Troop Beverly Hills is a 1989 adventure comedy film that was produced by Weintraub Entertainment Group and directed by Jeff Kanew.
Phyllis Nefler (Shelley Long) is a Beverly Hills wife recently separated from her husband, Freddy (Craig T. Nelson), a wealthy owner of an auto shop chain.
Freddy feels Phyllis has become a self-absorbed "shopaholic" who never follows through on her commitments, and that she has drifted from the caring, imaginative personality that made him marry her.
To prove him wrong, Phyllis decides to become the new den mother of their daughter, Hannah (Jenny Lewis)'s unruly, leaderless local girl scout troop, the Wilderness Girls.
While Phyllis is boutique-hopping along Rodeo Drive, the council is overlooking her application, then approving it as they believe Phyllis has the makings of an excellent den leader.
Although she severely lacks the skills found in most troop leaders, Phyllis resolves to teach the girls how to survive in "the wilds of Beverly Hills," even customizing new merit badges for her troop. One campout results in the troop getting caught in the rain which makes Phyllis and the girls flee to the Beverly Hills Hotel.
Despite her unorthodox ways, Phyllis demonstrates an unwavering commitment to the girls' well-being and acts as a surrogate mother/friend to the girls, who are often neglected by their own wealthy and distracted parents.
However, during an award ceremony on a yacht , Fred's girlfriend gets knocked overboard and asks for a life saver and Phyllis responds which flavor. Fred remarks he was hoping to see Hannah learn a few outdoors and civil defense skills (such as first aid) and he is unsure about that under Phyllis' mentorship.
Phyllis' unorthodox methods also run afoul of another scout leader, Velda Plendor (Betty Thomas), a mean-spirited, retired army nurse who runs her troop, the Culver City (also known as the "Red Feathers") like a military unit. Velda's daughter, Cleo (Dinah Lacey) is a member of the Red Feathers.
Because Velda has considerable pull at the regional council level, she declares Phyllis' customized merit badges ineligible and sends her assistant troop leader, Annie Herman (Mary Gross) to infiltrate Troop Beverly Hills.
Much to Velda's dismay, Troop Beverly Hills can gain recognition by passing a series of tests at an upcoming Jamboree. However, in order to qualify for the Jamboree, and to show up Velda, the troop needs to sell cookies, and a lot of them.
To prevent this from happening, Velda sabotages Troop Beverly Hills by selling cookies in their own neighborhood. Seeing this, as well as realizing Phyllis' true personality, Annie becomes Phyllis' assistant for real, offering her abilities to get the girls recognized merit badges.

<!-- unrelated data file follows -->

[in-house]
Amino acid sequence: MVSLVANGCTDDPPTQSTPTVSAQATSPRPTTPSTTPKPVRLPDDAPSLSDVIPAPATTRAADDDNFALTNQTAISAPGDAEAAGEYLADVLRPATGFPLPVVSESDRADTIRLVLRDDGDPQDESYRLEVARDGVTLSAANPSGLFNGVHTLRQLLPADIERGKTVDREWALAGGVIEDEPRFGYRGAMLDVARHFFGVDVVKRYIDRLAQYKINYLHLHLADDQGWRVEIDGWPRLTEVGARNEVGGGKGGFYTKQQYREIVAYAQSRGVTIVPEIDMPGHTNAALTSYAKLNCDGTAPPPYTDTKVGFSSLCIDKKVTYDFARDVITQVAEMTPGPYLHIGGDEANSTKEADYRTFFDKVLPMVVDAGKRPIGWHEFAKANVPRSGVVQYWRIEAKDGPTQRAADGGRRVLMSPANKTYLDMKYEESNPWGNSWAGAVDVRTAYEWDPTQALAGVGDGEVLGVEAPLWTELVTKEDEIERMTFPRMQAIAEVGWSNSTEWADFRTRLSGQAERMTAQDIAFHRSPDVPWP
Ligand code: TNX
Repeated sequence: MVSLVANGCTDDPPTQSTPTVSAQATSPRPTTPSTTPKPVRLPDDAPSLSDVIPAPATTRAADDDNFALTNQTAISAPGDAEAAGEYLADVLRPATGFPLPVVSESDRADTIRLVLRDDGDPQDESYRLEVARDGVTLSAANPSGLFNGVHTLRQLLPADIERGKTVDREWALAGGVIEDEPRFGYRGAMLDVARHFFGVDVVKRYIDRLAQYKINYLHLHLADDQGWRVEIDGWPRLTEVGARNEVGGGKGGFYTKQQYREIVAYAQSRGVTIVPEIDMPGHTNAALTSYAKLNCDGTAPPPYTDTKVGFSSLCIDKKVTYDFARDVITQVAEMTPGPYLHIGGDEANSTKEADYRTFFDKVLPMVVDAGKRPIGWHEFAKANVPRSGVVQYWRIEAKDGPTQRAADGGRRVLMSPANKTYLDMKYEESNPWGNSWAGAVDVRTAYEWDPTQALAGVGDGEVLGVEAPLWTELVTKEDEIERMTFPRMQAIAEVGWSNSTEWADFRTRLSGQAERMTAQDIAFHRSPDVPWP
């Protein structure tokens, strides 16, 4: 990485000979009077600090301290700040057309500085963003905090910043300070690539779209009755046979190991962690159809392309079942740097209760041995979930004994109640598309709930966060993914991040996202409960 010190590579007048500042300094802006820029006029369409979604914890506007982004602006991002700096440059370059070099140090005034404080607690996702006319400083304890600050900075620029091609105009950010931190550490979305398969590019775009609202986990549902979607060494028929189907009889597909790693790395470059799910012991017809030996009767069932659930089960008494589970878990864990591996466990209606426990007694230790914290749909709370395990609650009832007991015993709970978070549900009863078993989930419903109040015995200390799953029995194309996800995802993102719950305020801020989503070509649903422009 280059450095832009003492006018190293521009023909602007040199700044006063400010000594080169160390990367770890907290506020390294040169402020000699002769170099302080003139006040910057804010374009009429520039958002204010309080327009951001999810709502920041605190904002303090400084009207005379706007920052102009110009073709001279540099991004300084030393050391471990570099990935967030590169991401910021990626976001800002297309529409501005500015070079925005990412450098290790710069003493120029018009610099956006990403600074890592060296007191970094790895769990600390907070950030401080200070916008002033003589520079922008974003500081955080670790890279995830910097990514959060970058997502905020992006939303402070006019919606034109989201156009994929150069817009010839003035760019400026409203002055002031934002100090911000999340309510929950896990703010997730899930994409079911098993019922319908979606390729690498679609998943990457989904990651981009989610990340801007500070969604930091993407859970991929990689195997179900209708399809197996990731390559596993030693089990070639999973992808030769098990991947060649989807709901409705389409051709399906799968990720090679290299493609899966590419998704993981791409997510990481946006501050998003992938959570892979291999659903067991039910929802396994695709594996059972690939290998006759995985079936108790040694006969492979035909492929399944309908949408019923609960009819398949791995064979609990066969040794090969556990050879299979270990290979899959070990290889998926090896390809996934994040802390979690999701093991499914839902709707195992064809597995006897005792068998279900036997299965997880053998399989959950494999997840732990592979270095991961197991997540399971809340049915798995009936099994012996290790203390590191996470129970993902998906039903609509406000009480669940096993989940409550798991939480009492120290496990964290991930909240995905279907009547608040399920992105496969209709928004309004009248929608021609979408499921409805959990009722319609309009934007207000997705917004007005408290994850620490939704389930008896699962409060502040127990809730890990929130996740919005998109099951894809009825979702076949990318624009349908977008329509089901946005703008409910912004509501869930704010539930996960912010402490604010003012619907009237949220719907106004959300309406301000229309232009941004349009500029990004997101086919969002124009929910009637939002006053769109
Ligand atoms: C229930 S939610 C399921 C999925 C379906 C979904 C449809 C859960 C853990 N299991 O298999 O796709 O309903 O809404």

The parents of the girls (appreciative of Phyllis and Annie's leadership) offer to buy the cookies themselves in order to go to the jamboree, but Phyllis suggests another idea both to beat Velda at her own game and teach the girls salesmanship: a series of star-studded cookie sales in an untapped district. This proves fruitful as the girls sell over 4,000 boxes of cookies, way more than enough to qualify for the Jamboree.
Then, Phyllis is then hit with a one-two punch: even though Freddy has broken up with his new girlfriend, he wants to proceed with the divorce, including joint custody of Hannah.
After Velda tries to talk Phyllis out of attending the Jamboree, she sinks into a deep depression & finally decides to disband the troop, but Hannah and the other girls talk her out of it.
During the Jamboree, the Red Feathers try to get ahead of Troop Beverly Hills by misdirecting them into a snake-infested swamp which causes the troop to lose vital radio contact with Annie, but a skunk scares Phyllis and the girls into running through a shortcut, making them first in the qualifying event.
In the final run, Velda takes charge of the Red Feathers herself and cuts down a rope bridge, but this also fails. However, when Velda cheats a final time by going into a restricted area used only for hunting, she breaks her ankle on a bear trap.
The Red Feathers (especially Cleo) leave her behind for the sake of winning. Troop Beverly Hills finds her, barefoot and bitter and reluctantly carries her to the finish, but only after Phyllis reminds the girls that they have to be considerate to those in need, even if they are adversaries.